California Gov. Jerry Brown declared a state of emergency after Northern California was shaken awake Sunday by its strongest earthquake in 25 years.
The South Napa Earthquake, which hit at about 3:20 a.m. local time, damaged historic buildings and hurt dozens of people, including a 13-year-old critically injured by a crumbling fireplace.
Its epicenter was located about six miles south-southwest of Napa, California, and 51 miles west-southwest of Sacramento, according to the U.S. Geological Survey. Officials have variously referred to the earthquake's magnitude as 6.0 and 6.1.
The earthquake was the largest one to shake the Bay Area since the 1989 6.9-magnitude Loma Prieta Earthquake. Dozens of aftershocks followed.
Officials were still assessing the damage late Sunday in hopes of getting a cost estimate they could submit for possible federal assistance. But the initial assessment found that dozens of homes and buildings in the region were unsafe to occupy, including an historic Napa County courthouse, where a 10-foot wide hole opened a view of the offices inside.
Queen of the Valley Medical Center in Napa reported treating 172 people in the emergency room, although hospital officials could not say how many of them were there for injuries suffered in the quake and how many for more routine injuries and illnesses, hospital CEO Walt Mickens said.
Twelve people were admitted for broken bones and other medical problems directly related to the earthquake, including an adult who remained in critical condition on Sunday night and a 13-year-old boy.
The teen was hit by flying debris from a collapsed fireplace and had to be airlifted to the children's hospital at the University of California Davis Medical Center for a neurological evaluation. He condition was listed as serious, hospital spokeswoman Phyllis Brown said.
While inspecting the shattered glass at her husband's storefront office in downtown Napa, Chris Malloy described calling for her two children in the dark as the quake rumbled under the family's home, tossing heavy pieces of furniture for several feet.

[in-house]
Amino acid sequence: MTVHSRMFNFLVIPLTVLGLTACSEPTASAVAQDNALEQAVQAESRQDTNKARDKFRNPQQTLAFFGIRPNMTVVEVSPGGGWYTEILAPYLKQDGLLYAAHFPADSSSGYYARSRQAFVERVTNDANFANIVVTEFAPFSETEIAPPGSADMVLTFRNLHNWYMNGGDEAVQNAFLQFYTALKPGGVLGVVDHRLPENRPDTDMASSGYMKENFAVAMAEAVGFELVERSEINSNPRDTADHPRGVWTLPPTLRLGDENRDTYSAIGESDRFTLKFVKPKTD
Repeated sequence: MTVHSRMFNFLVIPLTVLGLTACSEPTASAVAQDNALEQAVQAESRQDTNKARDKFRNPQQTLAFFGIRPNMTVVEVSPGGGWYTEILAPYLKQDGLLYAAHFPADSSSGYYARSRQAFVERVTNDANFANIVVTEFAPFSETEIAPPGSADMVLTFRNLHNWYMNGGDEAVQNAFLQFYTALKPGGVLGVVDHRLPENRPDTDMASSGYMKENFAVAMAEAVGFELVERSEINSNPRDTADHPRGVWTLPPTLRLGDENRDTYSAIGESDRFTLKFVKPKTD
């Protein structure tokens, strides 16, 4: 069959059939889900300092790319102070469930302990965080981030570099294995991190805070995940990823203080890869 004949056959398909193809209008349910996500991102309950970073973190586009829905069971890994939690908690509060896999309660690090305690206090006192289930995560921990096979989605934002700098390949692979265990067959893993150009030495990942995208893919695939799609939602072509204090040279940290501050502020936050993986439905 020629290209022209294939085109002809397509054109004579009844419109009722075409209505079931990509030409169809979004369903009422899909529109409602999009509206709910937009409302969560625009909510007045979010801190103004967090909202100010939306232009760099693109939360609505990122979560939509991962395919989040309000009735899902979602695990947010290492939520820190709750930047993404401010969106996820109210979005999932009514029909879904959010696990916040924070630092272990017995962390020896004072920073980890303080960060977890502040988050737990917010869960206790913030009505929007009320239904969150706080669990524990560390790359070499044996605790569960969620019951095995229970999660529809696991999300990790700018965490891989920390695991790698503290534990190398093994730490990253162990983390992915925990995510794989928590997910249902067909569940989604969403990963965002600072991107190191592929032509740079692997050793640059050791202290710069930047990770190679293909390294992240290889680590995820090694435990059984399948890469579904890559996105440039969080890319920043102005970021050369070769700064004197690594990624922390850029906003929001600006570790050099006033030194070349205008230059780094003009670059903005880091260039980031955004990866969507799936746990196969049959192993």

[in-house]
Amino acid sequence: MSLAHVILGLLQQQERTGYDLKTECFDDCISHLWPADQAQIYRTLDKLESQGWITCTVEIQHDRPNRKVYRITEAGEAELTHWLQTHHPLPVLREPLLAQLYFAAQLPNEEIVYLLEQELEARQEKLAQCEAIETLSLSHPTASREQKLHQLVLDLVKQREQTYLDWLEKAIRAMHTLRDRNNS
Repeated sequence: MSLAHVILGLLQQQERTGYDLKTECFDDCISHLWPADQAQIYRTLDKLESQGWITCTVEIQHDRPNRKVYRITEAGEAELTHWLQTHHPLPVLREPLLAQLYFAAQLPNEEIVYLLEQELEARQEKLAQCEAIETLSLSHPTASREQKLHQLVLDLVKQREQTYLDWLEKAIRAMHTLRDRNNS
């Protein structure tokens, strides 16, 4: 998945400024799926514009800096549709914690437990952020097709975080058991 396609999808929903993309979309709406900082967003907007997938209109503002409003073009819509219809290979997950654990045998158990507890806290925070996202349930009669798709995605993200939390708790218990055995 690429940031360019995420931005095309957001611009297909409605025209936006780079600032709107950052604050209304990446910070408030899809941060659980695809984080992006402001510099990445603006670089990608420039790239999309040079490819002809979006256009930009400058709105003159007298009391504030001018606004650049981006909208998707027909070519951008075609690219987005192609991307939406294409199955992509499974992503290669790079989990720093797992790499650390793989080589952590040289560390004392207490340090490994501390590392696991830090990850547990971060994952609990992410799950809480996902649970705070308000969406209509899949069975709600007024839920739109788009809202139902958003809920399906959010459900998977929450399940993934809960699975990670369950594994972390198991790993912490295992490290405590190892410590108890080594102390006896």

"It was shaking and I was crawling on my hands and knees in the dark, looking for them," the 45-year-old woman said, wearing flip flops on feet left bloodied from crawling through broken glass.
Pacific Gas and Electric spokesman Jeff Smith said an assessment found that about 70,000 customers lost power after the quake hit, but that number was down to around 2,200 by 11 p.m.
An earthquake early warning system currently being tested issued a 10-second warning before the quake struck, said Richard Allen, director of the University of California, Berkeley Seismological Laboratory. California is working to implement a statewide system, though Allen said funding has not been secured.
The timing of the quake was bad for business in Napa as well.
Vintner Richard Ward of Saintsbury Winery south of Napa watched Sunday afternoon as workers righted toppled barrels and rescued a 500-pound grape de-stemmer that the quake had thrown to the ground.
"That's what happens when you're a mile from the epicenter," said Ward, who lost 300 to 400 bottles in the winery's basement.
The grape harvest was supposed to start overnight Monday, but it would now be pushed off a few days, he said. Had the harvest started a day earlier, the quake could have caught the workers among the heavy barrels when it struck, Ward said.
Aftershocks were expected to continue for several weeks, though State Geologist John Parrish said they would decrease in magnitude and it was unlikely that there would be a large follow-up earthquake. Still, he warned people to be careful because buildings that were damaged by the quake were now more susceptible to collapse from aftershocks.
On Sunday night in Southern California, a small, magnitude-3.3 earthquake hit off the region's coast.
The U.S. Geological Survey says the temblor struck at 7:50 p.m. and was centered about 5 miles southwest of San Pedro and 6 miles southeast of Rancho Palos Verdes. There were no initial reports of damages, police said.
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